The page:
May 16, 2014

State Roundup, May 16, 2014

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TRANSGENDER RIGHTS: Gov. Martin O’Malley signed legislation Thursday making Maryland one of a handful of states to extend anti-discrimination laws to protect transgender people, Michael Dresser and Erin Cox report in the Sun.

STATE OVERTIME PAY: Although the number of overtime payments to state employees made in 2013 remained roughly the same as those made in 2012, the sum of those payments rose by more than $8 million, according to a database provided by the state comptroller’s office in response to a Public Information Act request. Margaret Sessa-Hawkins writes the story for MarylandReporter.com.

SCHOOL FUNDING: The Maryland Board of Public Works has approved an additional $131 million in unallocated funding for school construction, including more than $8 million for Severna Park High, according to an AP story in the Annapolis Capital.

GERRYMANDERING: For a quick graphic look at gerrymandering in Maryland and the rest of the United States, take a look at the Post-generated interactive map that will give you a good sense of the issue of creating safe and not so safe seats.

LEARNING HISTORY: Fraser Smith, in his Friday column for the Daily Record, writes that with the June 24 primary election coming up, and a low voter turnout expected, lessons in history could be a key to upping the engagement of a disconnected electorate. And he cites some highly engaged students to prove it.

GOP ELECTION STRATEGY: Ellen Sauerbrey, a former Maryland state delegate who also worked in the George W. Bush administration, said she believes it’s time Republicans take back control of the U.S. Senate. Sauerbrey was speaking at the Washington County Republican Central Committee Lincoln-Reagan Day Dinner Thursday in Hagerstown, reports CJ Lovelace for the Hagerstown Herald-Mail.

MORNING AFTER PILLS: The Baltimore City pastor explained it like this: Being courted by a politician can sometimes feel like a one-night stand for community activists. In the heat of the moment, there is intense devotion and endless promises. But what happens the next morning? “We’re not asking you to marry us. This is no request for death-do-us part relationship,” said the pastor, addressing three Democratic gubernatorial hopefuls during a forum in Baltimore City on Wednesday night. “But, understand, neither will we be treated as, like the young people say, as a booty call.” Jenna Johnson of the Post reports on the responses of the candidates.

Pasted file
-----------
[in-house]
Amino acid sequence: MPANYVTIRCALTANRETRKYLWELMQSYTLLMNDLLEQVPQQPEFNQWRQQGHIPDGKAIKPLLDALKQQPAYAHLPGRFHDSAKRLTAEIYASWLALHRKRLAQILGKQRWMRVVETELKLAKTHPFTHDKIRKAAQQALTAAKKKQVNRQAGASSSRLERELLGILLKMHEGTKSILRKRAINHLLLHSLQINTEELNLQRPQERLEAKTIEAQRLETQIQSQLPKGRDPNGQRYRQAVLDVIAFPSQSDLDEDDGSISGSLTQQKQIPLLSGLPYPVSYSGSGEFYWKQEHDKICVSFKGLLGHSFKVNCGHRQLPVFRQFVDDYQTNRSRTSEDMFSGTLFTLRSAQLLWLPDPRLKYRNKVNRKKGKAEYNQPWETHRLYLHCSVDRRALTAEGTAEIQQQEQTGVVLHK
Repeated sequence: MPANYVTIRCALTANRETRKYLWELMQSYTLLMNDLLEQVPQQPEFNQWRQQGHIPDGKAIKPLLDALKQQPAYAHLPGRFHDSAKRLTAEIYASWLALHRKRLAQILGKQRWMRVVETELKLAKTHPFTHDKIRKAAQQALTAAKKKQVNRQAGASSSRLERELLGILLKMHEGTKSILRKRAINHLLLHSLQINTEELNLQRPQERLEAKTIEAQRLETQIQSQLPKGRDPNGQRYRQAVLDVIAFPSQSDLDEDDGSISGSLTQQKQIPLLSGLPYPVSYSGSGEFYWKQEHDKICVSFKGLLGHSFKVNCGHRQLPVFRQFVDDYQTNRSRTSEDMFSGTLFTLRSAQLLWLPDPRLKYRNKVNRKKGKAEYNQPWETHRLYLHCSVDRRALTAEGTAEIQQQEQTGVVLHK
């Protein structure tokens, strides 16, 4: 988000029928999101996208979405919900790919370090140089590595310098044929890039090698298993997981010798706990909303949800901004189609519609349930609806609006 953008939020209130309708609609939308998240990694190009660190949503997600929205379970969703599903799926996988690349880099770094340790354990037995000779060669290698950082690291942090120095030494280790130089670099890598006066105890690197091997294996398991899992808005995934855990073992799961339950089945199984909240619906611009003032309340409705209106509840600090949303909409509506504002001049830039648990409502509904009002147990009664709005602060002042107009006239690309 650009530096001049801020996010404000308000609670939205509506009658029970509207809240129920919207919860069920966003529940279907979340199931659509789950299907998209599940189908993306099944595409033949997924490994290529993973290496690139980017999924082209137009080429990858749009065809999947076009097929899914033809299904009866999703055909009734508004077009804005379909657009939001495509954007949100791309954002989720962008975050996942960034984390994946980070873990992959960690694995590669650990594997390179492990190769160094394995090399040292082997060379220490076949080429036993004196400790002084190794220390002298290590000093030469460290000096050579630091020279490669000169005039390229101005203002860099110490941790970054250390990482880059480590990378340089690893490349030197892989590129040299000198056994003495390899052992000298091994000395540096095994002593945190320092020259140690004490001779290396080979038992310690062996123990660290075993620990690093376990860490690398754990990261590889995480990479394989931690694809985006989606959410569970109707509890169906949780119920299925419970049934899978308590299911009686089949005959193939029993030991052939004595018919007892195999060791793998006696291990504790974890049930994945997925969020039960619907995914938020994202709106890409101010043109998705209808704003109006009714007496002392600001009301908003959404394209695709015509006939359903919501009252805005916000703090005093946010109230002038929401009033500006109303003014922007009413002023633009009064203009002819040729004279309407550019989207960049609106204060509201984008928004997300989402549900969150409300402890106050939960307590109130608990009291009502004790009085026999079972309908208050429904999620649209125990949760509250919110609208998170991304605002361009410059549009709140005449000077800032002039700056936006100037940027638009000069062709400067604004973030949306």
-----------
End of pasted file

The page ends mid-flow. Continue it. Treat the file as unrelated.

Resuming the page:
GANSLER ENDORSED: Democratic gubernatorial hopeful Doug Gansler picked up the endorsement Thursday of the International Brotherhood of Electrical Workers Local 26, a Washington-area union whose leaders praised Gansler’s plans to create jobs, writes John Wagner for the Post.

RACE & THE GOVERNOR’S RACE: WYPR’s Fraser Smith and Donn Worgs of Towson University talk about why the prospect of Maryland electing its first African American governor has not been part of the campaign, aside from an early controversy last summer.

Mark Newgent, left, of Maryland Citizen Watchdog and Red Maryland won the Citizen Journalist award from the Franklin Center for Government and Public Integrity and the Heritage Foundation at the Newseum in D.C. Wednesday night. Franklin Center President Jason Stverak is on the right.

Mark Newgent, left, of Maryland Citizen Watchdog and Red Maryland won the Citizen Journalist award from the Franklin Center for Government and Public Integrity and the Heritage Foundation at the Newseum in D.C. Tuesday night. Franklin Center President Jason Stverak is on the right.

DISTRICT 11: A Baltimore County Democratic Club, based almost solely on a battle in the local county council race, declined to endorse a contingent of State House incumbents, despite the fact that those lawmakers have been long-standing members in the group, reports Jeremy Bauer-Wolf for MarylandReporter.com.

DISTRICT 18: Louis Peck of Bethesda Magazine reports that this year’s primary contest for House of Delegates in District 18 has stood apart from state legislative districts in the rest of Montgomery County: While all three Democratic incumbents are seeking renomination, a large field of challengers has nonetheless jumped into the race despite the absence of an open seat.

DISTRICT 30A: House Speaker Michael Busch, in the candidate series for the Annapolis Capital op-ed page, writes that as speaker, he believes he has brought attention to the needs of the Annapolis area and identified solutions to make our community an even better, safer place to live. He writes that he believes a strong public school system is the great equalizer.

LEGGETT’S LEG UP: The chant of “four more years” echoed Wednesday evening through what IT entrepreneur and philanthropist Frank Islam called his “little home,” the 9-acre, 40,000-square foot Potomac estate that was the setting for Montgomery County Executive Ike Leggett’s little fundraiser. A host committee of big-time donors raised about $250,000 for Leggett, as Gov. Martin O’Malley, Sen. Ben Cardin and Rep. Chris Van Hollen hailed his bid for a third term in the June 24 Democratic primary, reports Bill Turque in the Post.

ATTORNEYS FEES ORDERED: Anne Arundel County must pay $103,000 in attorney’s fees to a former county employee who claimed she was wrongfully terminated by then-County Executive John Leopold, a federal judge has ruled, Rema Rahman reports in the Annapolis Capital. On Wednesday, the judge awarded Karla Robinson Hamner $103,000 in legal fees plus $1,225 in costs.